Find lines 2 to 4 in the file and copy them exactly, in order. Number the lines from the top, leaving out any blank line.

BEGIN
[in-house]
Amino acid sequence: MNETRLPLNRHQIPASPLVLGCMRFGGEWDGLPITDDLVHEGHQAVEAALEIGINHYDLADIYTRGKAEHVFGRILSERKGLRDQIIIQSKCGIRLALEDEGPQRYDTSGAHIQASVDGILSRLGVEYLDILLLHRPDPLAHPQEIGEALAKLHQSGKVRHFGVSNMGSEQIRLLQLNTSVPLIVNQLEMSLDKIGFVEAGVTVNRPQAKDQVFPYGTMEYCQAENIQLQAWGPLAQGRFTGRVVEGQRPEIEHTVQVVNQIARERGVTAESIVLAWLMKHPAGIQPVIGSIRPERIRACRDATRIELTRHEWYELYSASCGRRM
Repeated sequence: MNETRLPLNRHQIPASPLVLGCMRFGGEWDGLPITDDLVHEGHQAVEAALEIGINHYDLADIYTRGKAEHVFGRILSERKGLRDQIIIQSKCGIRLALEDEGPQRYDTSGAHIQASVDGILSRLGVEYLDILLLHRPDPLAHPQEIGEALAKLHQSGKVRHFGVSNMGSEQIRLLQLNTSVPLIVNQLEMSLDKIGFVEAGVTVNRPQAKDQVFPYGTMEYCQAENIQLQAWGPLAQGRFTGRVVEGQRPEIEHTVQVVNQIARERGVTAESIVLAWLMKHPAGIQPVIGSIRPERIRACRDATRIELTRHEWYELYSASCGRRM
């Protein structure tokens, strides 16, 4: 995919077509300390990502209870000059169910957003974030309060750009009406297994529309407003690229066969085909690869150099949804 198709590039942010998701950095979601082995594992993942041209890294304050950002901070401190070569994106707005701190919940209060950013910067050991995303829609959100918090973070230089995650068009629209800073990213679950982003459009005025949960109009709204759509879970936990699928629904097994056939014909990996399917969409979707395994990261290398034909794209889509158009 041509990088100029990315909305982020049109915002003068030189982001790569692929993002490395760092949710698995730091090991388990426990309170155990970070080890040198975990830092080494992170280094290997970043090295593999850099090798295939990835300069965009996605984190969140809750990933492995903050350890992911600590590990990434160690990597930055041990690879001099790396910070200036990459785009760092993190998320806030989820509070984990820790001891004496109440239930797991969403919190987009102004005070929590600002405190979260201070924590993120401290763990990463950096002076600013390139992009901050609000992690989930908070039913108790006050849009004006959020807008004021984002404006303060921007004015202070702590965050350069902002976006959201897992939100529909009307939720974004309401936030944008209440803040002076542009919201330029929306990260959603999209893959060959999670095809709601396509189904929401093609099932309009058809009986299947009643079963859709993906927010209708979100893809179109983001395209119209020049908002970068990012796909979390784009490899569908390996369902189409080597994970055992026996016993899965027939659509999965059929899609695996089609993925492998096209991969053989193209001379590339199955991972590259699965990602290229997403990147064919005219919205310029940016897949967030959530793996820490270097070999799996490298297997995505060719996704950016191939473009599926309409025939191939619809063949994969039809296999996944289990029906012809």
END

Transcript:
Amino acid sequence: MNETRLPLNRHQIPASPLVLGCMRFGGEWDGLPITDDLVHEGHQAVEAALEIGINHYDLADIYTRGKAEHVFGRILSERKGLRDQIIIQSKCGIRLALEDEGPQRYDTSGAHIQASVDGILSRLGVEYLDILLLHRPDPLAHPQEIGEALAKLHQSGKVRHFGVSNMGSEQIRLLQLNTSVPLIVNQLEMSLDKIGFVEAGVTVNRPQAKDQVFPYGTMEYCQAENIQLQAWGPLAQGRFTGRVVEGQRPEIEHTVQVVNQIARERGVTAESIVLAWLMKHPAGIQPVIGSIRPERIRACRDATRIELTRHEWYELYSASCGRRM
Repeated sequence: MNETRLPLNRHQIPASPLVLGCMRFGGEWDGLPITDDLVHEGHQAVEAALEIGINHYDLADIYTRGKAEHVFGRILSERKGLRDQIIIQSKCGIRLALEDEGPQRYDTSGAHIQASVDGILSRLGVEYLDILLLHRPDPLAHPQEIGEALAKLHQSGKVRHFGVSNMGSEQIRLLQLNTSVPLIVNQLEMSLDKIGFVEAGVTVNRPQAKDQVFPYGTMEYCQAENIQLQAWGPLAQGRFTGRVVEGQRPEIEHTVQVVNQIARERGVTAESIVLAWLMKHPAGIQPVIGSIRPERIRACRDATRIELTRHEWYELYSASCGRRM
């Protein structure tokens, strides 16, 4: 995919077509300390990502209870000059169910957003974030309060750009009406297994529309407003690229066969085909690869150099949804 198709590039942010998701950095979601082995594992993942041209890294304050950002901070401190070569994106707005701190919940209060950013910067050991995303829609959100918090973070230089995650068009629209800073990213679950982003459009005025949960109009709204759509879970936990699928629904097994056939014909990996399917969409979707395994990261290398034909794209889509158009 041509990088100029990315909305982020049109915002003068030189982001790569692929993002490395760092949710698995730091090991388990426990309170155990970070080890040198975990830092080494992170280094290997970043090295593999850099090798295939990835300069965009996605984190969140809750990933492995903050350890992911600590590990990434160690990597930055041990690879001099790396910070200036990459785009760092993190998320806030989820509070984990820790001891004496109440239930797991969403919190987009102004005070929590600002405190979260201070924590993120401290763990990463950096002076600013390139992009901050609000992690989930908070039913108790006050849009004006959020807008004021984002404006303060921007004015202070702590965050350069902002976006959201897992939100529909009307939720974004309401936030944008209440803040002076542009919201330029929306990260959603999209893959060959999670095809709601396509189904929401093609099932309009058809009986299947009643079963859709993906927010209708979100893809179109983001395209119209020049908002970068990012796909979390784009490899569908390996369902189409080597994970055992026996016993899965027939659509999965059929899609695996089609993925492998096209991969053989193209001379590339199955991972590259699965990602290229997403990147064919005219919205310029940016897949967030959530793996820490270097070999799996490298297997995505060719996704950016191939473009599926309409025939191939619809063949994969039809296999996944289990029906012809």